If only it was 50-75 degrees all year! I would always be in shape. Running outdoors is the only thing that really holds any appeal for me. Ok, I do enjoy cycling and yoga. But you have to cycle for twice the amount of time it takes to get an equivalent run in. I don't know about you, but I don't have that kind of time. Plus it takes 20 minutes to put on all that gear and I'm not that patient. And I don't care what you Yogi's say, Yoga is not a cardiovascular workout. It may feel nice and be good for the mind, but it's not the heart pumping, clothes drenching, intense cardio my body craves. Not even hot yoga or whatever you call it.





Enjoyable, but NOT cardio, and by the way, in now way prepares one for the rigors of running.

I took the day off Wednesday and at about 3:30, it was only 83 out and I decided it would be the perfect day to start running again. It was a sad sad experience. I won't even go into the horrific details on this post, because any serious or once serious runner would cry. I tried again this morning and the results weren't much more promising. If I could manage to run a few times a week for a few more weeks, then it will feel great, and I know that. Hopefully my muscles will remember all the trauma and training I put them through over the years and rise to the challenge.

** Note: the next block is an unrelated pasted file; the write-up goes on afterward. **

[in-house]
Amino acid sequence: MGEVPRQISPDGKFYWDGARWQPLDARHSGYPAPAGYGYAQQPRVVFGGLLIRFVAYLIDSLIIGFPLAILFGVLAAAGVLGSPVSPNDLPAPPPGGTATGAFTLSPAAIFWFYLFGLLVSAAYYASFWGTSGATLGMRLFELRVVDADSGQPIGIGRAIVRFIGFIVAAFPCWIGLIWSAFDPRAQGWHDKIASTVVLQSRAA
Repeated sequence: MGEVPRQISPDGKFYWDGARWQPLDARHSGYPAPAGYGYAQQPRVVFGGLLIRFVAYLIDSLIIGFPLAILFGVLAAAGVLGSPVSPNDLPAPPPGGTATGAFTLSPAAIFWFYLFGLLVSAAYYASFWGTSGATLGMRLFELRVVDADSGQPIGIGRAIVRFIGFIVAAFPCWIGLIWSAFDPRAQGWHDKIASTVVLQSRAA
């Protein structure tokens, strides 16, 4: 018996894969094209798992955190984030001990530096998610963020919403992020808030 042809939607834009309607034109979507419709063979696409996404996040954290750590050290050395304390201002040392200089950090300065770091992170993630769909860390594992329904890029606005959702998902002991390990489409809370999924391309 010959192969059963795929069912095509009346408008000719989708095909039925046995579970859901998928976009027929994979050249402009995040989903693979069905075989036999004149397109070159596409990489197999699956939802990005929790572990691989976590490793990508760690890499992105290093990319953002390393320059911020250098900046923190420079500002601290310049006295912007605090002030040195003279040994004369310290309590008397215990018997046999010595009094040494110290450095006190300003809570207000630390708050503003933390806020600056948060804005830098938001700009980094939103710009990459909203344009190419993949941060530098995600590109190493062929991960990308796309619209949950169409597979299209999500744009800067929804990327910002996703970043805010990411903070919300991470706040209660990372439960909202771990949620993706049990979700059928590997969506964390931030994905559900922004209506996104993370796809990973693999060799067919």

Saturday, July 23, 2011

I've been thinking this week and feel like I need to write about my previous post.

Looking back over it, it looked like I was putting down the church and that wasn't really my intention at all. I more meant to voice my frustrations about how it seems like some people in the church act like it's the only channel to access God, that its absolutely mandatory to {go to church} to have a relationship with Jesus, and that if you don't go every week then you are destined to weeping and gnashing of teeth. Because I don 't believe that.

I believe each person is responsible for discovering, carefully and deliberately, how to develop their relationship with their God. That's all. And I really feel that shows more through how you treat people and your own behavior more than your diligent attendance in the pew.

Disclaimer: I'm not saying I've perfected or even come close to these realizations!